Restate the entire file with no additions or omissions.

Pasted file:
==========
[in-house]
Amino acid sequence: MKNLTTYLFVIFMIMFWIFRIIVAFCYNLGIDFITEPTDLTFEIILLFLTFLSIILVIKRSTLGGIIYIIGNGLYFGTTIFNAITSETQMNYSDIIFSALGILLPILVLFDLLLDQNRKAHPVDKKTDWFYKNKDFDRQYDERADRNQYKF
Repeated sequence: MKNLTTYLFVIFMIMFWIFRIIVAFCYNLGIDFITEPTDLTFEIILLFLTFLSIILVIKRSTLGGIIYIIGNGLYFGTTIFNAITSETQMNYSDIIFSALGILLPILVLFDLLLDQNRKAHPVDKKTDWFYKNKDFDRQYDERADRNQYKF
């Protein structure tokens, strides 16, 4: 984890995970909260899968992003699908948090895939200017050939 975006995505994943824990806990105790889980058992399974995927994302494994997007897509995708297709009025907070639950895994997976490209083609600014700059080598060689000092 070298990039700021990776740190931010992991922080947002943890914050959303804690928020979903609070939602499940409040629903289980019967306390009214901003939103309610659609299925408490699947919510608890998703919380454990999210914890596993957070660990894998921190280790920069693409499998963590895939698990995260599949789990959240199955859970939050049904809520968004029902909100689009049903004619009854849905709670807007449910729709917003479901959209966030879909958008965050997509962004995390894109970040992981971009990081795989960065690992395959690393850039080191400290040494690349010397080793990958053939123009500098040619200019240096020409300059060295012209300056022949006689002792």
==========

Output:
[in-house]
Amino acid sequence: MKNLTTYLFVIFMIMFWIFRIIVAFCYNLGIDFITEPTDLTFEIILLFLTFLSIILVIKRSTLGGIIYIIGNGLYFGTTIFNAITSETQMNYSDIIFSALGILLPILVLFDLLLDQNRKAHPVDKKTDWFYKNKDFDRQYDERADRNQYKF
Repeated sequence: MKNLTTYLFVIFMIMFWIFRIIVAFCYNLGIDFITEPTDLTFEIILLFLTFLSIILVIKRSTLGGIIYIIGNGLYFGTTIFNAITSETQMNYSDIIFSALGILLPILVLFDLLLDQNRKAHPVDKKTDWFYKNKDFDRQYDERADRNQYKF
């Protein structure tokens, strides 16, 4: 984890995970909260899968992003699908948090895939200017050939 975006995505994943824990806990105790889980058992399974995927994302494994997007897509995708297709009025907070639950895994997976490209083609600014700059080598060689000092 070298990039700021990776740190931010992991922080947002943890914050959303804690928020979903609070939602499940409040629903289980019967306390009214901003939103309610659609299925408490699947919510608890998703919380454990999210914890596993957070660990894998921190280790920069693409499998963590895939698990995260599949789990959240199955859970939050049904809520968004029902909100689009049903004619009854849905709670807007449910729709917003479901959209966030879909958008965050997509962004995390894109970040992981971009990081795989960065690992395959690393850039080191400290040494690349010397080793990958053939123009500098040619200019240096020409300059060295012209300056022949006689002792």